FUSION OF SENDAI VIRUS WITH VESICLES OF OLIGOMERIZABLE LIPIDS: A MICROCALORIMETRIC ANALYSIS OF MEMBRANE FUSION

Authors

  • Bart Jan Ravoo,

    1. Department of Organic and Molecular Inorganic Chemistry, University of Groningen, Nijenborgh 4, 9747 AG, Groningen, The Netherlands
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    • Present address: Department of Chemistry, University College Dublin, Belfield, Dublin 4, Ireland.

  • Wilke D. Weringa,

    1. Department of Organic and Molecular Inorganic Chemistry, University of Groningen, Nijenborgh 4, 9747 AG, Groningen, The Netherlands
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  • Jan B. F. N. Engberts

    Corresponding author
    1. Department of Organic and Molecular Inorganic Chemistry, University of Groningen, Nijenborgh 4, 9747 AG, Groningen, The Netherlands
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To whom correspondence should be addressed.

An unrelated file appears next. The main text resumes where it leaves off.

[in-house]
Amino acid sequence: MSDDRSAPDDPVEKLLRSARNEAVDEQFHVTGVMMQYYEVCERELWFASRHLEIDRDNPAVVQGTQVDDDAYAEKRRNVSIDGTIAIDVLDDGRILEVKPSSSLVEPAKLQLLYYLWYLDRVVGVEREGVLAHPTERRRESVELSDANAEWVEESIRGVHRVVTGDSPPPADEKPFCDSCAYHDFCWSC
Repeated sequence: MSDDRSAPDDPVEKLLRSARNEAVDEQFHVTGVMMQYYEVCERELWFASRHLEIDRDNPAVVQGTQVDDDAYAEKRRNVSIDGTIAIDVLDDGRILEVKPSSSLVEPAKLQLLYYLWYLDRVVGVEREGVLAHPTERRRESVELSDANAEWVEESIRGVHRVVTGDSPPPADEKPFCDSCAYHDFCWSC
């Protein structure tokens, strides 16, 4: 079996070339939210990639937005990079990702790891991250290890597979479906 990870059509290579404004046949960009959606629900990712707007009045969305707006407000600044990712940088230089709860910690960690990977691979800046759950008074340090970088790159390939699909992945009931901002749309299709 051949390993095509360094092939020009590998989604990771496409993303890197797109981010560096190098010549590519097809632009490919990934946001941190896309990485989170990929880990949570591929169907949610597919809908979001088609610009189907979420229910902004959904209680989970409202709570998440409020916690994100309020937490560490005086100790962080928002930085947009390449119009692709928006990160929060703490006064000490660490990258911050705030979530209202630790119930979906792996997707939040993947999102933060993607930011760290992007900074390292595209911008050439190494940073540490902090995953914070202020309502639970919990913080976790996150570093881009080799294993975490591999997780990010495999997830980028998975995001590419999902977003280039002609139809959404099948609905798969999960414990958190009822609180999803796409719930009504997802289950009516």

Abstract

Sendai virus fuses efficiently with small and large unilamellar vesicles of the lipid 1,2 -di-n -hexadecyloxypropyl- 4 -(beta-nitrostyryl) phosphate (DHPBNS) at pH 7.4 and 37°C, as shown by lipid mixing assays and electron microscopy. However, fusion is strongly inhibited by oligomerization of the head groups of DHPBNS in the bilayer vesicles. The enthalpy associated with fusion of Sendai virus with DHPBNS vesicles was measured by isothermal titration microcalorimetry, comparing titrations of Sendai virus into (i) solutions of DHPBNS vesicles (which fuse with the virus) and (ii) oligomerized DHPBNS vesicles (which do not fuse with the virus), respectively. The observed heat effect of fusion of Sendai virus with DHPBNS vesicles is strongly dependent on the buffer medium, reflecting a partial charge neutralization of the Sendai F and HN proteins upon insertion into the negatively-charged vesicle membrane. No buffer effect was observed for the titration of Sendai virus into oligomerized DHPBNS vesicles, indicating that inhibition of fusion is a result of inhibition of insertion of the fusion protein into the target membrane. Fusion of Sendai virus with DHPBNS vesicles is endothermic and entropy-driven. The positive enthalpy term is dominated by heat effects resulting from merging of the protein-rich viral envelope with the lipid vesicle bilayers rather than by the fusion of the viral with the vesicle bilayers per se.

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